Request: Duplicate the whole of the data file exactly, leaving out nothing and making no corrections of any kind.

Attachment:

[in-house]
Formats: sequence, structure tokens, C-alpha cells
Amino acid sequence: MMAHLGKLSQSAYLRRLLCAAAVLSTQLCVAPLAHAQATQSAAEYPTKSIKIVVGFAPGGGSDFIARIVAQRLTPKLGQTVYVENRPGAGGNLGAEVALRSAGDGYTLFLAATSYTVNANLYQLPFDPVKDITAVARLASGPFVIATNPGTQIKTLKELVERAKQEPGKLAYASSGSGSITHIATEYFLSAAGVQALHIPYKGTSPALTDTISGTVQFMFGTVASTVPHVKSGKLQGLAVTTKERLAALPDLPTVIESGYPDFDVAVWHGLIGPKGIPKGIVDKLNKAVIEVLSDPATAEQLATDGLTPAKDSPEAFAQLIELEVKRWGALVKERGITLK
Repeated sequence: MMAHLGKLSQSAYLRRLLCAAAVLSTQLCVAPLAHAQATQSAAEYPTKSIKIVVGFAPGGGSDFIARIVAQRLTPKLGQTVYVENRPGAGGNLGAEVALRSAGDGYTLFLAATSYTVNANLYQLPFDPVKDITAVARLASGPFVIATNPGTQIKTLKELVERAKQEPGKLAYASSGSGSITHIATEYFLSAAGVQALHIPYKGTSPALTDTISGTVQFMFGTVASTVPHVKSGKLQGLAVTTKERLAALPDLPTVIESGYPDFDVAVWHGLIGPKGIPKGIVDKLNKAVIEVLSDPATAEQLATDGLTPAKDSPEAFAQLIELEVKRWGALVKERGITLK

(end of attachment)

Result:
[in-house]
Formats: sequence, structure tokens, C-alpha cells
Amino acid sequence: MMAHLGKLSQSAYLRRLLCAAAVLSTQLCVAPLAHAQATQSAAEYPTKSIKIVVGFAPGGGSDFIARIVAQRLTPKLGQTVYVENRPGAGGNLGAEVALRSAGDGYTLFLAATSYTVNANLYQLPFDPVKDITAVARLASGPFVIATNPGTQIKTLKELVERAKQEPGKLAYASSGSGSITHIATEYFLSAAGVQALHIPYKGTSPALTDTISGTVQFMFGTVASTVPHVKSGKLQGLAVTTKERLAALPDLPTVIESGYPDFDVAVWHGLIGPKGIPKGIVDKLNKAVIEVLSDPATAEQLATDGLTPAKDSPEAFAQLIELEVKRWGALVKERGITLK
Repeated sequence: MMAHLGKLSQSAYLRRLLCAAAVLSTQLCVAPLAHAQATQSAAEYPTKSIKIVVGFAPGGGSDFIARIVAQRLTPKLGQTVYVENRPGAGGNLGAEVALRSAGDGYTLFLAATSYTVNANLYQLPFDPVKDITAVARLASGPFVIATNPGTQIKTLKELVERAKQEPGKLAYASSGSGSITHIATEYFLSAAGVQALHIPYKGTSPALTDTISGTVQFMFGTVASTVPHVKSGKLQGLAVTTKERLAALPDLPTVIESGYPDFDVAVWHGLIGPKGIPKGIVDKLNKAVIEVLSDPATAEQLATDGLTPAKDSPEAFAQLIELEVKRWGALVKERGITLK